Subsequent to Gibson, in another case involving a constitutional due process analysis, as contrasted with the common law "fair procedure" analysis involved here, the Supreme Court clarified that a litigant is not denied an impartial decisionmaker when a judge or justice has "a slight pecuniary interest" in the outcome, as contrasted with an interest that is "direct, personal, substantial, [and] pecuniary." Aetna Life Ins. Co. v. Lavoie, 475 U.S. 813, 825-26 (1986) (alteration in original) (internal quotation marks and citations omitted). The Supreme Court went on to clarify that an interest that is "highly speculative and contingent" is not disqualifying, and that "at some point, ' [t]he biasing influence . . . [will be] too remote and insubstantial to violate the constitutional constraints.'"[10] Id. at 826 (alteration and omission in original) (quoting Marshall v. Jerrico, Inc., 446 U.S. 238, 243 (1980)). More recently, in Caperton v. A.T. Massey Coal Co., 556 U.S. 868 (2009), the Supreme Court summarized the facts and holdings of its earlier decisions in Tumey, Ward, and Lavoie, id. at 877-79, explaining that the Lavoie opinion stressed that the constitutional due process standard applicable to judges, and mayors sitting as judges, did not turn on whether the judge was actually influenced by the alleged pecuniary motivation, id. at 878. Rather, the standard turns on whether the judge's position/interest "would offer a possible temptation to the average . . . judge to . . . lead him [or her] not to hold the balance nice, clear and true." Id. at 879 (omissions in original) (quoting Lavoie, 475 U.S. at 825). The Caperton opinion further noted that although the "'degree or kind of interest . . . sufficient to disqualify a judge from sitting cannot be defined with precision, '" in the Supreme Court's view, it is "important that the test have an objective component." Id. (quoting Lavoie, 475 U.S. at 822); cf. Del Vecchio v. Illinois Dep't of Corr., 31 F.3d 1363, 1375 (7th Cir. 1994) (explaining, in the context of an allegedly biased judge presiding over a criminal case, that "[t]he question is not whether some possible temptation to be biased exists; instead, the question is, when does a biasing influence require disqualification, " further holding that "[d] isqualification is required only when the biasing influence is strong enough to overcome [the presumption of honesty and integrity], that is, when the influence is so strong that we may presume actual bias").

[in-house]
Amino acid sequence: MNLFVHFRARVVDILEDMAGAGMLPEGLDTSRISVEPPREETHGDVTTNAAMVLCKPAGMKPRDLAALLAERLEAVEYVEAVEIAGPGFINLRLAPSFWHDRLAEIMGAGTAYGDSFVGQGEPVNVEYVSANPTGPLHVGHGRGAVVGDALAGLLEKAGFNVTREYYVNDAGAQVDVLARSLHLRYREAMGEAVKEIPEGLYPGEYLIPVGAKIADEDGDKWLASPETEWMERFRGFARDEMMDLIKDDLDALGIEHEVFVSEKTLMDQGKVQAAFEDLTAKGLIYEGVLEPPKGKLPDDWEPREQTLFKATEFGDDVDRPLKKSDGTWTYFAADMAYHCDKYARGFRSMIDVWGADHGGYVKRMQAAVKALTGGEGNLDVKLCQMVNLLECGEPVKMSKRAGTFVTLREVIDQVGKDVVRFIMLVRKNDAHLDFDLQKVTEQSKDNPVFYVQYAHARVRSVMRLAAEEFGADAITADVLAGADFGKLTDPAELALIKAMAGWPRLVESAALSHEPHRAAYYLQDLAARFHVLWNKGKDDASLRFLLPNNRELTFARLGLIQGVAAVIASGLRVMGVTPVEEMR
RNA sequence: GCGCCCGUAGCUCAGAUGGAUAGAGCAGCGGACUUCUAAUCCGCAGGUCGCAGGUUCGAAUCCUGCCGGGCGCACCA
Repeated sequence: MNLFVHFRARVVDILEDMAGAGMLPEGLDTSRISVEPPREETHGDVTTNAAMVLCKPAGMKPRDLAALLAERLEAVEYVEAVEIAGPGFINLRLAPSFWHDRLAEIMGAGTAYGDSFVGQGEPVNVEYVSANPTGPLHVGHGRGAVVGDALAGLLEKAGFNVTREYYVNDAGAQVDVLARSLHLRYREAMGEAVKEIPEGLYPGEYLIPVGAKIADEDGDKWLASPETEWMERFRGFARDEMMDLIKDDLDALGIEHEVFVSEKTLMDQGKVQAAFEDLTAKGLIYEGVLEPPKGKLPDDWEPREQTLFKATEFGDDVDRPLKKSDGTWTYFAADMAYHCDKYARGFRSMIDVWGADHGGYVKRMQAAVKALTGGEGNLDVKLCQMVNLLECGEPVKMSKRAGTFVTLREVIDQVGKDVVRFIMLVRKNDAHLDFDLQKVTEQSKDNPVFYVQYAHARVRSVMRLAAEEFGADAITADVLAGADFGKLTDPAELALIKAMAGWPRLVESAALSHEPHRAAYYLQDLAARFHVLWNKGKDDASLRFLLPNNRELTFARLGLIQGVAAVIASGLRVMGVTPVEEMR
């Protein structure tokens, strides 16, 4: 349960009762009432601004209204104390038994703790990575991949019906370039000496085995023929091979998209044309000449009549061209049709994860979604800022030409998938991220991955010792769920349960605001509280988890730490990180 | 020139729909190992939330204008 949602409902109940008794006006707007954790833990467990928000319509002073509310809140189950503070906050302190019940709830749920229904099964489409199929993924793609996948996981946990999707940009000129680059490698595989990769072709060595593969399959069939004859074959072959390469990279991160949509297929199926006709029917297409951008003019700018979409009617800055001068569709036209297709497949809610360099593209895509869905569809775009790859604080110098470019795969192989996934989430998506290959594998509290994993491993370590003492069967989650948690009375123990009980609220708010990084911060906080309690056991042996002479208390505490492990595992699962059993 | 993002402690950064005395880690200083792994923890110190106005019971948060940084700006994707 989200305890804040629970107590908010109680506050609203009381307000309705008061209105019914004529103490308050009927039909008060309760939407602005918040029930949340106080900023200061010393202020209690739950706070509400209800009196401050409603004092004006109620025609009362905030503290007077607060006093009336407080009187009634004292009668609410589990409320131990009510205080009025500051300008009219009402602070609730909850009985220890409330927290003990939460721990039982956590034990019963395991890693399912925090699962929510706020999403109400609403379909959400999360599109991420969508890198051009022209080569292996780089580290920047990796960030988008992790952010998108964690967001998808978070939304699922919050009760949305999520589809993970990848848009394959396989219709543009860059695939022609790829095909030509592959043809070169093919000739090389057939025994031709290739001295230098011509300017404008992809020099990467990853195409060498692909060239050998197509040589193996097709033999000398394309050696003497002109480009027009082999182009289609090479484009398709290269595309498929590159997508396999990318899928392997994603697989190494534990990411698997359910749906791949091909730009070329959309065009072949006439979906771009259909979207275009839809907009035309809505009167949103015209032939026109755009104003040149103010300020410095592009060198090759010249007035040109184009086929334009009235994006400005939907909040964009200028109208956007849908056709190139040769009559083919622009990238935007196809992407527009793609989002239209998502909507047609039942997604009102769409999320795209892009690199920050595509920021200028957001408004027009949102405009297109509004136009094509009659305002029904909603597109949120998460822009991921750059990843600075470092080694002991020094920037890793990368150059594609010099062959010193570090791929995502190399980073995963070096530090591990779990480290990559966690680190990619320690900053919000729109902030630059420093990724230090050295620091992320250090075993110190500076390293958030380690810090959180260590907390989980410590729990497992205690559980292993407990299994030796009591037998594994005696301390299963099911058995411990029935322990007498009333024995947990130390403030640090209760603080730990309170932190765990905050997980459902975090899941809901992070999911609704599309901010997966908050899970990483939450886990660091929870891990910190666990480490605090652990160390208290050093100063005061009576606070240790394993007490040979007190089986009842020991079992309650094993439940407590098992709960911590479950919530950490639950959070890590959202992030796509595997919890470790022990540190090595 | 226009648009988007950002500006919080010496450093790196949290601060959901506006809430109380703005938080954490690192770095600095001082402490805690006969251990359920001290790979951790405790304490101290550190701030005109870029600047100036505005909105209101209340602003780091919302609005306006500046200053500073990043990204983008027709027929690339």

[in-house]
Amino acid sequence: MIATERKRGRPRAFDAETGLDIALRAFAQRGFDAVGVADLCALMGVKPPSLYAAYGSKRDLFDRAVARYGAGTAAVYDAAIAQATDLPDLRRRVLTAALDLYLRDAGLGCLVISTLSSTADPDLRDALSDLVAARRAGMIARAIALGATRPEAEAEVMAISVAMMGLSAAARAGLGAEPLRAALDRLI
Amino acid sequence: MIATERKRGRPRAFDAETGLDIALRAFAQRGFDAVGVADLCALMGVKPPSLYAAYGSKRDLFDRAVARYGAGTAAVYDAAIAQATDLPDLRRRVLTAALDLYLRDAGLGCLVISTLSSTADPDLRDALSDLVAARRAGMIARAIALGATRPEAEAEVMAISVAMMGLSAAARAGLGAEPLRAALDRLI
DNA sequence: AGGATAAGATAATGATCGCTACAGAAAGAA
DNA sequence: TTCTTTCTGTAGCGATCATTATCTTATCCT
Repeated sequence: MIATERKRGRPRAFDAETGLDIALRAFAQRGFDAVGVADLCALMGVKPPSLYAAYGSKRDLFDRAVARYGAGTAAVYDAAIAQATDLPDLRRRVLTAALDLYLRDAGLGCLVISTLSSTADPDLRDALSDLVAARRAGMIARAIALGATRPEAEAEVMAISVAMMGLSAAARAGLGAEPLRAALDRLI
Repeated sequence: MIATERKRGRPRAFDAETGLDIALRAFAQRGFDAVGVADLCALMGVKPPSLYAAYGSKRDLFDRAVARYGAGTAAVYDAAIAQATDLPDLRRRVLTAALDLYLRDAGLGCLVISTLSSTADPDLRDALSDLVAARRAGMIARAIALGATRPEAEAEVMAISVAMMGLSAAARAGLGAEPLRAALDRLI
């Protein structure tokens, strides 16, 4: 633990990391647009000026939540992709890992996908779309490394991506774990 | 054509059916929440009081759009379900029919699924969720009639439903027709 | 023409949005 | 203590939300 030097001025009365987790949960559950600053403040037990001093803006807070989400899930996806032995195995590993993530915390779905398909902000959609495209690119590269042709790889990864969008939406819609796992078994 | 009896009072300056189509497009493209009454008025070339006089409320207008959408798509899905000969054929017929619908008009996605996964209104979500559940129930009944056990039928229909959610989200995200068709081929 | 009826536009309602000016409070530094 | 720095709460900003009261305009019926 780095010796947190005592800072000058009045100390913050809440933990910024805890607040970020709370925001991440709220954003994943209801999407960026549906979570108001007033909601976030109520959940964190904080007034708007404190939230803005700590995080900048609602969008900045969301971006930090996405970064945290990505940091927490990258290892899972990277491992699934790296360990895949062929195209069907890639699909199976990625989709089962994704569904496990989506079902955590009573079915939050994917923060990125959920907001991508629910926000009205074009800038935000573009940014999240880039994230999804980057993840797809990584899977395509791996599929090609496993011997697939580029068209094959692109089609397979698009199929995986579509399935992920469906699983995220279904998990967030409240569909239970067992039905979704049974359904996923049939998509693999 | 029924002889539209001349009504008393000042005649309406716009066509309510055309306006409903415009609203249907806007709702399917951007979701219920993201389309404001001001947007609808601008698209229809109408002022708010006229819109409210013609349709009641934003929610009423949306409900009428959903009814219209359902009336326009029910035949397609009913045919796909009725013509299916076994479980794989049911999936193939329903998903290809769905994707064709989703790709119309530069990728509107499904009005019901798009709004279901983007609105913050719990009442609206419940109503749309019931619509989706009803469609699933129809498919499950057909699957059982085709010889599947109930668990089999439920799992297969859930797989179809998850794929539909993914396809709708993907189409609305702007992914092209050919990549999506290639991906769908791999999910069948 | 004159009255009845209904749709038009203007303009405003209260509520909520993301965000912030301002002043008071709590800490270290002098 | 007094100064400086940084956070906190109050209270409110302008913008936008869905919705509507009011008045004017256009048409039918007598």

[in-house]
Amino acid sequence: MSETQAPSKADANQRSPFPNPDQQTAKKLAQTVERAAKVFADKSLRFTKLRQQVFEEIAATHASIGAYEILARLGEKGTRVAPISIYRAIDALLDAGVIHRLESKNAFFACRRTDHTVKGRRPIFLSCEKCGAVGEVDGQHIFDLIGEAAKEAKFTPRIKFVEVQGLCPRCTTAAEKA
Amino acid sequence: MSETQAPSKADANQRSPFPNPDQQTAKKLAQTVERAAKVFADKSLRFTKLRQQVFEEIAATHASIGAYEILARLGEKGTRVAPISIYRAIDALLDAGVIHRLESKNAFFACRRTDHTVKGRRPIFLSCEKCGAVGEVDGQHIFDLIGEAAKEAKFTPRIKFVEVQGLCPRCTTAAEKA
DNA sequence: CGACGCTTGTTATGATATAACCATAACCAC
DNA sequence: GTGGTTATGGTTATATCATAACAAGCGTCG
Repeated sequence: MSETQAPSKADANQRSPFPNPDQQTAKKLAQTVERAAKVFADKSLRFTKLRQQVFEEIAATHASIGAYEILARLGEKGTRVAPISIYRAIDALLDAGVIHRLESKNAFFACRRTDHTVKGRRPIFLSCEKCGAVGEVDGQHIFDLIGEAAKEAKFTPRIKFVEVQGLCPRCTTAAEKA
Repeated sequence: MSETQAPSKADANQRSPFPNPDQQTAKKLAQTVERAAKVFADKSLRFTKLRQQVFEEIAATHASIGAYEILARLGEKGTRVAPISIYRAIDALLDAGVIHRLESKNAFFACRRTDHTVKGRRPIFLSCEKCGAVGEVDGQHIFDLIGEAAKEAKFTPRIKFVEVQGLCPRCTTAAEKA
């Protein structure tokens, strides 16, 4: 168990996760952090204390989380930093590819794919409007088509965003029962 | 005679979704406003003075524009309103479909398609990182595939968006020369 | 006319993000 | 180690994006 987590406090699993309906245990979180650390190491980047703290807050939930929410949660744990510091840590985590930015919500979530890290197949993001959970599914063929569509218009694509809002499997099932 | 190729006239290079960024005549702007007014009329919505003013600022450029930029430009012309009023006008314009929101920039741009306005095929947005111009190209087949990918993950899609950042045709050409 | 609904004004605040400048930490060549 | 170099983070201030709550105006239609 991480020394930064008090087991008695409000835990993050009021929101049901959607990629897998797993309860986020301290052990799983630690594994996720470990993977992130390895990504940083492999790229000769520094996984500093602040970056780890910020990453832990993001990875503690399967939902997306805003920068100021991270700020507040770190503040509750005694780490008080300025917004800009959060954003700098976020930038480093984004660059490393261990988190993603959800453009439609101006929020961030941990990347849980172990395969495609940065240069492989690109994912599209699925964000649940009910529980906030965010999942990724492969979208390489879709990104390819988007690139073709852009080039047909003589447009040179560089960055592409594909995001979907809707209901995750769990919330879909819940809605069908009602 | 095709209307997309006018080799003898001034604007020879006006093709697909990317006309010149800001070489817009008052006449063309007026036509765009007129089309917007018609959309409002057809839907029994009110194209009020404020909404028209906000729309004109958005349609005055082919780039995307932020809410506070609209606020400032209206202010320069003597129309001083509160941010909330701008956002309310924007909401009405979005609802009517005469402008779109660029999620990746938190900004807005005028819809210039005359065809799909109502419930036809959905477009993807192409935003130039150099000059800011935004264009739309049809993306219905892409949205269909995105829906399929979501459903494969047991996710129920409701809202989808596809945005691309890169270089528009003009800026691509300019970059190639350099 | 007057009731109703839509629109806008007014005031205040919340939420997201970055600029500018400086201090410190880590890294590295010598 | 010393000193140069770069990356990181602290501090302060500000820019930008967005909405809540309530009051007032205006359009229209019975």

Consistent with such Supreme Court precedent acknowledging the difference between a "direct" and "substantial" pecuniary interest and awremote" or "slight" pecuniary interest, the Fourth Circuit has held that, even under the stringent ethical rules applicable to federal judges, recusal is unnecessary/improper if the financial interest at issue is remote and contingent. In re Virginia Elec. & Power Co., 539 F.2d 357, 368 (4th Cir. 1976) . In that case, there was a "remote contingent possibility that [the judge] may in futuro share in any refund that might be ordered" to all customers of the plaintiff electric company if the plaintiff's success in such litigation led to a customer refund to adjust for incorrectly calculated fuel costs. Id. at 366. As a customer of the electric company, the judge's potential financial interest was between $70 and $100, although such sum could have been refunded over a period as long as forty years. Id. at 360. Although the district judge concluded that "existing legal authorities did not require recusal, " he determined that a recent amendment to 28 U.S.C. § 455, a statue governing judicial disqualification, did require recusal.[11]Id. at 363. Consistent with applicable federal canons of judicial ethics, the amended statute provided that a federal district judge is required to recuse himself if " [h] e knows that he . . . has a financial interest in the subject matter in controversy or in a party to the proceeding, or any other interest that could be substantially affected by the outcome of the proceeding, " with the statue further defining financial interest as "ownership of a legal or equitable interest, however small." Id. at 362 (emphasis omitted) (quoting 28 U.S.C. ยง 455). Even under such broad definition of "financial ...